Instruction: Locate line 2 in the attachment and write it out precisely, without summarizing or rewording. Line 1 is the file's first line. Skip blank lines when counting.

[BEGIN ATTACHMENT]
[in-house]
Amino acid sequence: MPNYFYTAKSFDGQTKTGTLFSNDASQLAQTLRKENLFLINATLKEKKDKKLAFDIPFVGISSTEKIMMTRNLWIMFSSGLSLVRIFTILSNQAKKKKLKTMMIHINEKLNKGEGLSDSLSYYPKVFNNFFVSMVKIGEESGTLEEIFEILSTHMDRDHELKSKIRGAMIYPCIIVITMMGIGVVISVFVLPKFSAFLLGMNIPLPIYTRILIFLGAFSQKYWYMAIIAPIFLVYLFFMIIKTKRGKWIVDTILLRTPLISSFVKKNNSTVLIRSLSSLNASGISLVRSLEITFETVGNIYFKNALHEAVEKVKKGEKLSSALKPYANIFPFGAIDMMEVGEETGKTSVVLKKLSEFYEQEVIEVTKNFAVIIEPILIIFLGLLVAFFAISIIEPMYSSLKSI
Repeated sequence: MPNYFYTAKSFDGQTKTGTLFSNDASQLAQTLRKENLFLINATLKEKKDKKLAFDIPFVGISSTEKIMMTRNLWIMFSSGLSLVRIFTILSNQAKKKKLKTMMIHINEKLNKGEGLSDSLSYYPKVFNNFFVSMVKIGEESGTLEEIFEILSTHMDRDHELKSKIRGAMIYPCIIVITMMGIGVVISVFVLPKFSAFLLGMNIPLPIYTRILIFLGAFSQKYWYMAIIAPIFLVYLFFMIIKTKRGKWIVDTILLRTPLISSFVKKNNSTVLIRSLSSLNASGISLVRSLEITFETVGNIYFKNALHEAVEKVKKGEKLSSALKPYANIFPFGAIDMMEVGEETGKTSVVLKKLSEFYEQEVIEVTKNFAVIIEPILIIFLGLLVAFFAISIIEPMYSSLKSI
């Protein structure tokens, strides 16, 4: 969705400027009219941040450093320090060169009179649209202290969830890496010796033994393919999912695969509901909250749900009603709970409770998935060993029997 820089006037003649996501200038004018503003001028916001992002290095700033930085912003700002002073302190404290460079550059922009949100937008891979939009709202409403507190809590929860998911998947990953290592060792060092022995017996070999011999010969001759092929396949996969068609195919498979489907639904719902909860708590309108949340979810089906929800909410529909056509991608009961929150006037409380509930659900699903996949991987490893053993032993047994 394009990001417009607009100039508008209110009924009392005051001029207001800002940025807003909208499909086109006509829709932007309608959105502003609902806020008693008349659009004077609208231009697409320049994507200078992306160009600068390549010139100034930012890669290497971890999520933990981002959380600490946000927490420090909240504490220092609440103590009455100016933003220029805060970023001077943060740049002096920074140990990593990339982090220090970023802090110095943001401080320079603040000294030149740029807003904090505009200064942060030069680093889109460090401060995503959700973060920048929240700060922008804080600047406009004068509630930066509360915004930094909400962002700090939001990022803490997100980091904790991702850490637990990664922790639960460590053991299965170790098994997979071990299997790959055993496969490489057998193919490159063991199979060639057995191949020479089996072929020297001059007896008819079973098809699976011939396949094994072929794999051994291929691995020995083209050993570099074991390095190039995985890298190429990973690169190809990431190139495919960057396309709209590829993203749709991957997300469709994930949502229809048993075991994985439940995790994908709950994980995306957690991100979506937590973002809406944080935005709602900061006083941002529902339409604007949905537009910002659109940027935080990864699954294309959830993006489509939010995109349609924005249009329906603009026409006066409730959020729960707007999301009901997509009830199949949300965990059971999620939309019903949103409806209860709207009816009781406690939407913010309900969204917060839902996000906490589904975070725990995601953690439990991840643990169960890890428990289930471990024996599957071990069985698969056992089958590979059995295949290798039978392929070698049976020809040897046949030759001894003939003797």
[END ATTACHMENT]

Amino acid sequence: MPNYFYTAKSFDGQTKTGTLFSNDASQLAQTLRKENLFLINATLKEKKDKKLAFDIPFVGISSTEKIMMTRNLWIMFSSGLSLVRIFTILSNQAKKKKLKTMMIHINEKLNKGEGLSDSLSYYPKVFNNFFVSMVKIGEESGTLEEIFEILSTHMDRDHELKSKIRGAMIYPCIIVITMMGIGVVISVFVLPKFSAFLLGMNIPLPIYTRILIFLGAFSQKYWYMAIIAPIFLVYLFFMIIKTKRGKWIVDTILLRTPLISSFVKKNNSTVLIRSLSSLNASGISLVRSLEITFETVGNIYFKNALHEAVEKVKKGEKLSSALKPYANIFPFGAIDMMEVGEETGKTSVVLKKLSEFYEQEVIEVTKNFAVIIEPILIIFLGLLVAFFAISIIEPMYSSLKSI